The Rolls-Royce Holdings (LSE: RR.) share price hit an all-time high in early 2014, when it briefly broke through 440p.
That was the end of a long bull run, and then the wheels came off. Today, after the pandemic crash, Rolls shares haven’t even got back to half that peak value.
So isn’t it a bit premature to be thinking about 500p?
When I check broker forecasts, I don’t pay much attention to share price targets. I just want to see earnings and dividend growth, and the share price should surely take care of itself if those happen.
But new investors can have decades of investing ahead of them. And, starting out today, I’d want to think about the long-term prospects for any shares I buy.
So whether a 200p share today could reach 500p in the next 20 years seems like a fair question.
After all, it would take an average annual return of just 4.7% to get there. And if I didn’t think a stock could do that, I think I’d look elsewhere.
Now, total returns are what really matter, not just share price growth. And growth investors buying Rolls-Royce shares today might be hoping to turn their £2 coins into £5 notes sooner than that.
I think they could stand a good chance. But how might it happen?
Over the past 20 years, we’ve seen average annual FTSE 100 returns of 6.9%. That’s ahead of the 4.7% we’d need from Rolls-Royce in the next two decades. And if, instead, it managed that 6.9%, we could see our 500p per share in just 14 years.
We’re still talking about total returns here, not share price gain. And it will be split between price growth and dividends.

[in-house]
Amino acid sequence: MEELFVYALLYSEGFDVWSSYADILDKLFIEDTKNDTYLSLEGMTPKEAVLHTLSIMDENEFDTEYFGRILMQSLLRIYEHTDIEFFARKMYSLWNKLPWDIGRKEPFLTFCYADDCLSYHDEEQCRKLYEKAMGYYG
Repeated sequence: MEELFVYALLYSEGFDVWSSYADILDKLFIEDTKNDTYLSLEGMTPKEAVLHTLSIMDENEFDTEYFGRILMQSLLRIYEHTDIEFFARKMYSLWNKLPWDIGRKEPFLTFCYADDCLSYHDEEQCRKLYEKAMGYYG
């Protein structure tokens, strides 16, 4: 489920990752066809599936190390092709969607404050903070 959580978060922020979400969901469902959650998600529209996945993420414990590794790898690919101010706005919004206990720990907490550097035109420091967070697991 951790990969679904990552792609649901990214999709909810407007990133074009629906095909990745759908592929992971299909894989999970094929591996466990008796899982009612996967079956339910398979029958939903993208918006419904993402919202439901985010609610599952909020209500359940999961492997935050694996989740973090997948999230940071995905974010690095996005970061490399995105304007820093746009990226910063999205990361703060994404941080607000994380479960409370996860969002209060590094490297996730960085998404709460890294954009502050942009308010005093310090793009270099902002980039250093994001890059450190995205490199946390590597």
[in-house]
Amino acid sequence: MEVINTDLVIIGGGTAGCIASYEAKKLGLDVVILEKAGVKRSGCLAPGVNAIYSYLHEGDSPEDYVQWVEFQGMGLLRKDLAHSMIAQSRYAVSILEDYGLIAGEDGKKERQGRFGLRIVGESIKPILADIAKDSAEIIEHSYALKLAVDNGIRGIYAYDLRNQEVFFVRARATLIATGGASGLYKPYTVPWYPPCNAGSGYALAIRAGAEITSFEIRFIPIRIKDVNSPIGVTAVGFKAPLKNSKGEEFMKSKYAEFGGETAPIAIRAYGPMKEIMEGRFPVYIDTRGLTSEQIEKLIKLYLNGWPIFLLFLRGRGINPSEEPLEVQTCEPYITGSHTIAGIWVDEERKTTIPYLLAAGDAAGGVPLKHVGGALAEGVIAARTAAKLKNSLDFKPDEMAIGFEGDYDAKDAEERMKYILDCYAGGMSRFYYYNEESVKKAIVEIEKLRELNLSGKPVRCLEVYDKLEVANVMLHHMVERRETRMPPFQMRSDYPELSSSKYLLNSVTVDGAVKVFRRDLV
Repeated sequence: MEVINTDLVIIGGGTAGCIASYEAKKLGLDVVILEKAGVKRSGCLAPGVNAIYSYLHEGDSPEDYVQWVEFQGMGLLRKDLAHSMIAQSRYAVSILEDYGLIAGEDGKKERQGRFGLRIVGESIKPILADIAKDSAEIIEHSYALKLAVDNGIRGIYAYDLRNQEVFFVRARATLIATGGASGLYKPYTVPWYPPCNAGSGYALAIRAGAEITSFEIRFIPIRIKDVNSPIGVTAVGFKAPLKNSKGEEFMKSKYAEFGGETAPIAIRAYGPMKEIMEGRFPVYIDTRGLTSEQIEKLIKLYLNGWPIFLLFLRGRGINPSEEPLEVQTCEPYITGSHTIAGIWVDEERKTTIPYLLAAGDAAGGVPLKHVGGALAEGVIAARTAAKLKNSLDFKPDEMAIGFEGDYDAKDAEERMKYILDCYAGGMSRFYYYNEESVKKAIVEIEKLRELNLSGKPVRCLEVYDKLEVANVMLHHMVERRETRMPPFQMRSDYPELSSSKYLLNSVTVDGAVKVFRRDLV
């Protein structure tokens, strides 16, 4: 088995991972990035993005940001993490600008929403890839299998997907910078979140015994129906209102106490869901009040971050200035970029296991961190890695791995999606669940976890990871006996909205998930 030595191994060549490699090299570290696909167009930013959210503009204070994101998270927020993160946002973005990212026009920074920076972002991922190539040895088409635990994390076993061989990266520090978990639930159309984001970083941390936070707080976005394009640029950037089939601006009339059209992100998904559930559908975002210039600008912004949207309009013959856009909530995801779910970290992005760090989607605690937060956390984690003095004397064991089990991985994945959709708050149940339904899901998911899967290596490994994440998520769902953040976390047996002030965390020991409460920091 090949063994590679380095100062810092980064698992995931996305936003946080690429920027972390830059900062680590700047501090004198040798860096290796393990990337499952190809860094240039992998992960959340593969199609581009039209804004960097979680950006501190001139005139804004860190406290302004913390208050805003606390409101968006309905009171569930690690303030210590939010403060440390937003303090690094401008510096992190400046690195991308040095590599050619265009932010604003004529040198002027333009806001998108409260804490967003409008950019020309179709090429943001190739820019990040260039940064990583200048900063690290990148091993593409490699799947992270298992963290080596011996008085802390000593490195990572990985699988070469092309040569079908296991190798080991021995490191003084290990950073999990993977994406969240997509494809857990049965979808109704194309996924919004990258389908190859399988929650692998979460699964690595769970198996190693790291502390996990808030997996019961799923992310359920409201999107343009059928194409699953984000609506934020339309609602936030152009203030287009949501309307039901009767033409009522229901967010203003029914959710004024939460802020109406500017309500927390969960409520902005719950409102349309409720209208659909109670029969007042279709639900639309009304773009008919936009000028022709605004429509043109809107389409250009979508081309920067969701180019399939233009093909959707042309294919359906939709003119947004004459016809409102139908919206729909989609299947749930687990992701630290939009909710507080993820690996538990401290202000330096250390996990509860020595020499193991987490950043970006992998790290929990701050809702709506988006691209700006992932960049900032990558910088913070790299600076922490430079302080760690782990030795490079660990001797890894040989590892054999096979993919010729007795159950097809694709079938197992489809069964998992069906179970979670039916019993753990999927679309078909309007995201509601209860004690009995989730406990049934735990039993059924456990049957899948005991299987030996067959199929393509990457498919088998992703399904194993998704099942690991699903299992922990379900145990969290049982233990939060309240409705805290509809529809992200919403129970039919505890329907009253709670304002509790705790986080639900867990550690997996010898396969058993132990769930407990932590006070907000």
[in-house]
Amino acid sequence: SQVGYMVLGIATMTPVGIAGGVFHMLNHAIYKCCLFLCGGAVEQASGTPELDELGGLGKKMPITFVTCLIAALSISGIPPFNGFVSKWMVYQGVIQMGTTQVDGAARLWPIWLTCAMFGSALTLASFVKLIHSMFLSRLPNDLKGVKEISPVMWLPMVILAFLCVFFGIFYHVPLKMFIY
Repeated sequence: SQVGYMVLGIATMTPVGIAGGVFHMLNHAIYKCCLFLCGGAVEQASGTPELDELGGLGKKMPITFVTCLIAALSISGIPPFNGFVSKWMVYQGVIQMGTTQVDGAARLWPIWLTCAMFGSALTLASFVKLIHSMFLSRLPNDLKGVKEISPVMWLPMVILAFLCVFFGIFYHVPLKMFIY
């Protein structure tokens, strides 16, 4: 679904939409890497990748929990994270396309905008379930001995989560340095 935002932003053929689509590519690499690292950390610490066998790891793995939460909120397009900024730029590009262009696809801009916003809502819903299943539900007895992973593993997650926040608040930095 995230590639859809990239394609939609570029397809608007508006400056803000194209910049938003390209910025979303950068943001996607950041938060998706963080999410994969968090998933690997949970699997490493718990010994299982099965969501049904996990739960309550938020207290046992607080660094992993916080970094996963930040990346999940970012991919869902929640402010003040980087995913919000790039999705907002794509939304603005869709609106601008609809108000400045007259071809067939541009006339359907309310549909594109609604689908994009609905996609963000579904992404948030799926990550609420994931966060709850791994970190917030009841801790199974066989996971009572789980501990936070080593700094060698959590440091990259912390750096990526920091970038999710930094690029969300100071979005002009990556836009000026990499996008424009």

Right now, Rolls isn’t paying any dividends. The City does expect to see them in the next couple of years, though.
What might we get in the next 20 years? In the five years leading up to Covid, Rolls-Royce dividends averaged around 2%.
If it would take 4.7% a year for the shares to reach 500p, 2% dividends would take that up to 6.7%. And that’s still a bit less than the Footsie has managed in the past 20 years.
I’m not trying to predict anything. But the idea of Rolls-Royce shares reaching 500p for a long-term investor doesn’t seem at all outrageous.
I’ve worked on a 20-year outlook, and we might hope for better than that. But I’ve also only used average returns, which a recovering stock returning to earnings growth might beat.
If it looked like it could take 50 years to reach 500p, I’d conclude that Rolls stock is overvalued. And if it looked like an easy short-term goal, it might be a no-brainer buy.
As it is, I’d rate Rolls shares as a fair long-term investment, but not obviously cheap right now.
Alan Oscroft has no position in any of the shares mentioned. The Motley Fool UK has no position in any of the shares mentioned. Views expressed on the companies mentioned in this article are those of the writer and therefore may differ from the official recommendations we make in our subscription services such as Share Advisor, Hidden Winners and Pro. Here at The Motley Fool we believe that considering a diverse range of insights makes us better investors.
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